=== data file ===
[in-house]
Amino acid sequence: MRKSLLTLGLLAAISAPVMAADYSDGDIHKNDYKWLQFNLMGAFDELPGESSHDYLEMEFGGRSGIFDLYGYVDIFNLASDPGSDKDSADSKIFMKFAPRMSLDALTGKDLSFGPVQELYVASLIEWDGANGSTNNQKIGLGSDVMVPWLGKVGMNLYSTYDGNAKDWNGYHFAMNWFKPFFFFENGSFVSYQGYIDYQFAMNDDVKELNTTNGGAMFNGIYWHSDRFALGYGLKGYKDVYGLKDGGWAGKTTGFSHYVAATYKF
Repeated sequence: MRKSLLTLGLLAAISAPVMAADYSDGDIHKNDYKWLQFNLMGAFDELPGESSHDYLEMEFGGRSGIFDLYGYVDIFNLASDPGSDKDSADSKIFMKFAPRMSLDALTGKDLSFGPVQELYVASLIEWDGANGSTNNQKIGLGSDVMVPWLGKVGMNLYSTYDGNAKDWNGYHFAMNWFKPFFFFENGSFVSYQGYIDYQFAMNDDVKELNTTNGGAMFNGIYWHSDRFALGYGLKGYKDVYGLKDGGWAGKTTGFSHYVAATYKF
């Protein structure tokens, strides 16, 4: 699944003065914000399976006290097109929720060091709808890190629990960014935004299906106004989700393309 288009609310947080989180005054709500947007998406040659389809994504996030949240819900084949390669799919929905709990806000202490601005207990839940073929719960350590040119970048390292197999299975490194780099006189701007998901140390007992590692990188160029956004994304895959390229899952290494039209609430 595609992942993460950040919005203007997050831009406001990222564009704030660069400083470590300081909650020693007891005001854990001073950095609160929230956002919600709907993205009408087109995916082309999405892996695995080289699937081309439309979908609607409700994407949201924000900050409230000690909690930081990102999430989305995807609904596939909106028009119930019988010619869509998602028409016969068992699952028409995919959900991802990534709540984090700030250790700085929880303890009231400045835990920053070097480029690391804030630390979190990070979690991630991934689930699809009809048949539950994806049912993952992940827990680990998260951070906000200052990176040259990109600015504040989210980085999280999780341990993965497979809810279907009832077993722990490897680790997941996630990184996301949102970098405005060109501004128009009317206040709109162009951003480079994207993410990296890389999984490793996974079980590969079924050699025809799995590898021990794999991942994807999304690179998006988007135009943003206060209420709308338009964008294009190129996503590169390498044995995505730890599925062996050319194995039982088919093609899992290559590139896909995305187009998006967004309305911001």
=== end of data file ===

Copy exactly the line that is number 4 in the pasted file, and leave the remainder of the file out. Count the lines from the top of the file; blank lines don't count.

């Protein structure tokens, strides 16, 4: 699944003065914000399976006290097109929720060091709808890190629990960014935004299906106004989700393309 288009609310947080989180005054709500947007998406040659389809994504996030949240819900084949390669799919929905709990806000202490601005207990839940073929719960350590040119970048390292197999299975490194780099006189701007998901140390007992590692990188160029956004994304895959390229899952290494039209609430 595609992942993460950040919005203007997050831009406001990222564009704030660069400083470590300081909650020693007891005001854990001073950095609160929230956002919600709907993205009408087109995916082309999405892996695995080289699937081309439309979908609607409700994407949201924000900050409230000690909690930081990102999430989305995807609904596939909106028009119930019988010619869509998602028409016969068992699952028409995919959900991802990534709540984090700030250790700085929880303890009231400045835990920053070097480029690391804030630390979190990070979690991630991934689930699809009809048949539950994806049912993952992940827990680990998260951070906000200052990176040259990109600015504040989210980085999280999780341990993965497979809810279907009832077993722990490897680790997941996630990184996301949102970098405005060109501004128009009317206040709109162009951003480079994207993410990296890389999984490793996974079980590969079924050699025809799995590898021990794999991942994807999304690179998006988007135009943003206060209420709308338009964008294009190129996503590169390498044995995505730890599925062996050319194995039982088919093609899992290559590139896909995305187009998006967004309305911001």